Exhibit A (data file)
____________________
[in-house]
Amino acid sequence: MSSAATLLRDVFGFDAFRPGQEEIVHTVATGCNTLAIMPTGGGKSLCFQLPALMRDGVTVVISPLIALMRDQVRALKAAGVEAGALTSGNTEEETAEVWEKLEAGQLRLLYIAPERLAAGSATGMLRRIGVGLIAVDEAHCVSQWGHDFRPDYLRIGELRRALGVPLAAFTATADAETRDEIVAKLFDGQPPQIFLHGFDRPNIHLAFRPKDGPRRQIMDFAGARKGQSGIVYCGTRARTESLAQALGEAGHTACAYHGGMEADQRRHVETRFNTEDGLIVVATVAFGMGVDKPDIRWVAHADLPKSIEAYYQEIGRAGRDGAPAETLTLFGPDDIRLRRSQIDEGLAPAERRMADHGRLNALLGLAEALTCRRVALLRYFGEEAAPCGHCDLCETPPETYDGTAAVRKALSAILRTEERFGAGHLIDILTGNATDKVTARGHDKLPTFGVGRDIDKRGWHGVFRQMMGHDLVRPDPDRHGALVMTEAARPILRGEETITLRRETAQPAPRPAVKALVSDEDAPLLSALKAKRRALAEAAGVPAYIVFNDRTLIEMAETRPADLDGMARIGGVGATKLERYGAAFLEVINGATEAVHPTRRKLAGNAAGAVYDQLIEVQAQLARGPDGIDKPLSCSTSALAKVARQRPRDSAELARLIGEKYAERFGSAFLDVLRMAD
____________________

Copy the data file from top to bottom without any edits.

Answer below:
[in-house]
Amino acid sequence: MSSAATLLRDVFGFDAFRPGQEEIVHTVATGCNTLAIMPTGGGKSLCFQLPALMRDGVTVVISPLIALMRDQVRALKAAGVEAGALTSGNTEEETAEVWEKLEAGQLRLLYIAPERLAAGSATGMLRRIGVGLIAVDEAHCVSQWGHDFRPDYLRIGELRRALGVPLAAFTATADAETRDEIVAKLFDGQPPQIFLHGFDRPNIHLAFRPKDGPRRQIMDFAGARKGQSGIVYCGTRARTESLAQALGEAGHTACAYHGGMEADQRRHVETRFNTEDGLIVVATVAFGMGVDKPDIRWVAHADLPKSIEAYYQEIGRAGRDGAPAETLTLFGPDDIRLRRSQIDEGLAPAERRMADHGRLNALLGLAEALTCRRVALLRYFGEEAAPCGHCDLCETPPETYDGTAAVRKALSAILRTEERFGAGHLIDILTGNATDKVTARGHDKLPTFGVGRDIDKRGWHGVFRQMMGHDLVRPDPDRHGALVMTEAARPILRGEETITLRRETAQPAPRPAVKALVSDEDAPLLSALKAKRRALAEAAGVPAYIVFNDRTLIEMAETRPADLDGMARIGGVGATKLERYGAAFLEVINGATEAVHPTRRKLAGNAAGAVYDQLIEVQAQLARGPDGIDKPLSCSTSALAKVARQRPRDSAELARLIGEKYAERFGSAFLDVLRMAD